Pacifico Acquisition Corp., the latest Asian-related SPAC to go public in the U.S., rose by 0.5% to $10.05 on its Nasdaq debut yesterday, a day after it said raised $50 million in an IPO.
Pacifico acquisition targets won’t “be limited to a particular industry or geographic region, although the company intends to focus on operating businesses in and around the new energy, biotech, and education industries in Asia (excluding China),” a statement said.
Ronald Shuang, the Harvard-educated chairman of Shanghai-headquartered boutique investment and asset management company Balloch Holding Group – Pacifico’s ultimate investor, says Asia’s economic growth prospects and demand for capital among growing businesses are likely to expand the region’s role in global markets despite recent ups-and-downs in the U.S.-China relationship.
In particular, he said in an interview in Shanghai, “there is strong demand for Asian companies for U.S. listings.” SPACs offer a time-saving way to raise capital compared with traditional IPOs, Shuang said.
Given ample global liquidity in capital markets plus the likelihood of continued economic recovery from Covid-19, demand and supply trends look favorable to SPAC issuers, Shuang said. “There will be a gold rush” from Asia into SPACs, he predicted.
Besides working with Asian companies to raise capital, Shuang aims to help smaller U.S. investment firms that can’t afford to maintain a large staff on the ground in Asia to find suitable targets in the region. Regulatory approvals for new investments by global fund management heavyweights such as BlackRock and Fidelity make it likely that increased funds will also come from smaller investment firms, he believes. That would benefit boutique firms like Balloch, Shuang said.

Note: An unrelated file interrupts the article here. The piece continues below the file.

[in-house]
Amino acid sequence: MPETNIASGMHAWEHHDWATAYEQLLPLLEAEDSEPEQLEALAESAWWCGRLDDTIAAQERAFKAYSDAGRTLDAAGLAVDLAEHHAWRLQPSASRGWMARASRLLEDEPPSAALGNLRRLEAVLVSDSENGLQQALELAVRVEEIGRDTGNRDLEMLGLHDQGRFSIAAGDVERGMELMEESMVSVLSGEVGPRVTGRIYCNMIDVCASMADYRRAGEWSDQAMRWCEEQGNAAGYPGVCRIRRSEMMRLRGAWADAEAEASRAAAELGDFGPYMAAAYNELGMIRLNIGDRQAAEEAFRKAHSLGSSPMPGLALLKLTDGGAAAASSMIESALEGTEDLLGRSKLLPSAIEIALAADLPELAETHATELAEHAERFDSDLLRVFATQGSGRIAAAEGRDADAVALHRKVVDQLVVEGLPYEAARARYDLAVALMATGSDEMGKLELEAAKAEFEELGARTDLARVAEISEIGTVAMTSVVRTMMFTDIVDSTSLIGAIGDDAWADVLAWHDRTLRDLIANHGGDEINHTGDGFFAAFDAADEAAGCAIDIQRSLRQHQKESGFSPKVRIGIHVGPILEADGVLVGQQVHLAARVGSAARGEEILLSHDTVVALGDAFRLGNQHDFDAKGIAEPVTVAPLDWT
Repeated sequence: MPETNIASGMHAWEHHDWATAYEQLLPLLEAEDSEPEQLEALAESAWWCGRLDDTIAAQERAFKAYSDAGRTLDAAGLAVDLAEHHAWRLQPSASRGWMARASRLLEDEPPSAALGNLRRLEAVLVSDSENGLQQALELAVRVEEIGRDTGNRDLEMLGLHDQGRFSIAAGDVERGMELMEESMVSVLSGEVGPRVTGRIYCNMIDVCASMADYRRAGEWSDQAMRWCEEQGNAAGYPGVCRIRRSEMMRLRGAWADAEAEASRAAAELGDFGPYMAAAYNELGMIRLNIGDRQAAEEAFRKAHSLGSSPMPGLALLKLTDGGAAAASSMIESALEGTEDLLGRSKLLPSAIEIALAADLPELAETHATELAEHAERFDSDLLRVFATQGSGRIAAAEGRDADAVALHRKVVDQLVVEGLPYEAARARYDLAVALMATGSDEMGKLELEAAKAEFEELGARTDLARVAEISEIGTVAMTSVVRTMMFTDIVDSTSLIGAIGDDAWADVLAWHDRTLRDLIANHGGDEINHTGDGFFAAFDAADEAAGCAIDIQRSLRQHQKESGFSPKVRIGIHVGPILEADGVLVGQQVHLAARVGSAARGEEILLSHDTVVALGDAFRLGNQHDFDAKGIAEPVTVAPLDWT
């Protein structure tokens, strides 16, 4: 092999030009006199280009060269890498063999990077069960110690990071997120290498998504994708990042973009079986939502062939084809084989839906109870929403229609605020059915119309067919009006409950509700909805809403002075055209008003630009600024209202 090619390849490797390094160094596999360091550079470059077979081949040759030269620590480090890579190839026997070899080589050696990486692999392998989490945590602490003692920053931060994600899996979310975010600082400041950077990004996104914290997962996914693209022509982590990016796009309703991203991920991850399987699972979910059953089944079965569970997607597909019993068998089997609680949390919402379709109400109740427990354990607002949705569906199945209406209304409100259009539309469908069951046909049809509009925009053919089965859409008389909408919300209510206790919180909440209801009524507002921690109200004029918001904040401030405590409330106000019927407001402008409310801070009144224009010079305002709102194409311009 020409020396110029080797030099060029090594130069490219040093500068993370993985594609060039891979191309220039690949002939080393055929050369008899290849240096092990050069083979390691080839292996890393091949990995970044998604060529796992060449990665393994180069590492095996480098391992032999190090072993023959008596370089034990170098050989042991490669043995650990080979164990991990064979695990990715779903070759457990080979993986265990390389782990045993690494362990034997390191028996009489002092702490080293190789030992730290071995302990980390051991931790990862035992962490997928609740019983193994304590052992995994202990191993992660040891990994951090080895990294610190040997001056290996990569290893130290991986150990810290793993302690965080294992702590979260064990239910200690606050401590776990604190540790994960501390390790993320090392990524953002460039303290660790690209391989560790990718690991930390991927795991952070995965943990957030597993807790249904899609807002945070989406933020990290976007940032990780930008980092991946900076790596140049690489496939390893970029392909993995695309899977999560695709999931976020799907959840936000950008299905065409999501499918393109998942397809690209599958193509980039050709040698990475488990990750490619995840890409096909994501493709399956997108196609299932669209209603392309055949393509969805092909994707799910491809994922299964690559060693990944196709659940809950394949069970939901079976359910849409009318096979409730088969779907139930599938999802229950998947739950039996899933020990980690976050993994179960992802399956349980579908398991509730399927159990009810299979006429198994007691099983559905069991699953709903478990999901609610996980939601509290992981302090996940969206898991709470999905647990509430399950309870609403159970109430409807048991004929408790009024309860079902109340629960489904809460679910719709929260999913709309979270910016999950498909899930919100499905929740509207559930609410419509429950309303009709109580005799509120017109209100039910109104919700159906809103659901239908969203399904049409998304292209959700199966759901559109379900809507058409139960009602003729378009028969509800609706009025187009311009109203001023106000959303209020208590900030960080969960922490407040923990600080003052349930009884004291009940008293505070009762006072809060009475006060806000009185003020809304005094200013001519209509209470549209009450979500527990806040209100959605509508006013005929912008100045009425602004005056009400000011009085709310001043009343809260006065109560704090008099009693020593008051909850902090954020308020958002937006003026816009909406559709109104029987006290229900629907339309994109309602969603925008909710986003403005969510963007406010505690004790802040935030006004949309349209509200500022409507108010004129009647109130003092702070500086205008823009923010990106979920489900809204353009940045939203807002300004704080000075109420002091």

Balloch says it was involved in eight U.S.-listed SPACs in 2020. Besides Pacifico, Balloch is planning two other SPAC listings by the end of this year: Qomolangma Acquisition Corp., also $50 million, will focus on Asian biopharmaceutical、e-healthcare and beauty care businesses, and Quantron Acquisition Corp., at $100 million, will focus on consumer, cleantech and blockchain businesses.
As for U.S. and China policy toward listings in the wake of DiDi’s disappointing New York IPO, Shuang said the ride-sharing company appears to have not heeded or searched out Chinese regulator views about its overseas listing and may not have adequately warned overseas investors of Chinese regulatory concerns. Shuang said U.S. tightening of rules for Chinese issuers was a natural response but predicted that new regulations will eventually emerge to allow U.S. listings by mainland companies.
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